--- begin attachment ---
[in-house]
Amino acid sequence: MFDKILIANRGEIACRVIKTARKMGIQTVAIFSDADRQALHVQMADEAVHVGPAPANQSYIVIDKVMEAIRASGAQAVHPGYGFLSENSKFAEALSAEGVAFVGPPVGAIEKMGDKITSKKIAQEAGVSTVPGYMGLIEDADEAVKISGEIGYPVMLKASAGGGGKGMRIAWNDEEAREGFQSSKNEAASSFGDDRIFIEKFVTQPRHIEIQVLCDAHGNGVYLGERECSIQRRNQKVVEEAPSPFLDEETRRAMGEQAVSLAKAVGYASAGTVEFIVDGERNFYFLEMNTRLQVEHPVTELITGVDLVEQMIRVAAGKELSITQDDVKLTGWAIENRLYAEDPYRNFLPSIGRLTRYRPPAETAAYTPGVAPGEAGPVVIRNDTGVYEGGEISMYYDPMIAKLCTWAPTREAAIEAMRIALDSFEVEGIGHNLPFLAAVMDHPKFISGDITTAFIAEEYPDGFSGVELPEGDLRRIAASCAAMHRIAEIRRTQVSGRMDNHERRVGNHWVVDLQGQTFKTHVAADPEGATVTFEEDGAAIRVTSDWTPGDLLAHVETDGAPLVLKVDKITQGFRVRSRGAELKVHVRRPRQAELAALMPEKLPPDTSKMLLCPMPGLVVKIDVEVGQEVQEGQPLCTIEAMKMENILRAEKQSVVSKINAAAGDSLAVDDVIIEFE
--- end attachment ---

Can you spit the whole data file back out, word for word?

[in-house]
Amino acid sequence: MFDKILIANRGEIACRVIKTARKMGIQTVAIFSDADRQALHVQMADEAVHVGPAPANQSYIVIDKVMEAIRASGAQAVHPGYGFLSENSKFAEALSAEGVAFVGPPVGAIEKMGDKITSKKIAQEAGVSTVPGYMGLIEDADEAVKISGEIGYPVMLKASAGGGGKGMRIAWNDEEAREGFQSSKNEAASSFGDDRIFIEKFVTQPRHIEIQVLCDAHGNGVYLGERECSIQRRNQKVVEEAPSPFLDEETRRAMGEQAVSLAKAVGYASAGTVEFIVDGERNFYFLEMNTRLQVEHPVTELITGVDLVEQMIRVAAGKELSITQDDVKLTGWAIENRLYAEDPYRNFLPSIGRLTRYRPPAETAAYTPGVAPGEAGPVVIRNDTGVYEGGEISMYYDPMIAKLCTWAPTREAAIEAMRIALDSFEVEGIGHNLPFLAAVMDHPKFISGDITTAFIAEEYPDGFSGVELPEGDLRRIAASCAAMHRIAEIRRTQVSGRMDNHERRVGNHWVVDLQGQTFKTHVAADPEGATVTFEEDGAAIRVTSDWTPGDLLAHVETDGAPLVLKVDKITQGFRVRSRGAELKVHVRRPRQAELAALMPEKLPPDTSKMLLCPMPGLVVKIDVEVGQEVQEGQPLCTIEAMKMENILRAEKQSVVSKINAAAGDSLAVDDVIIEFE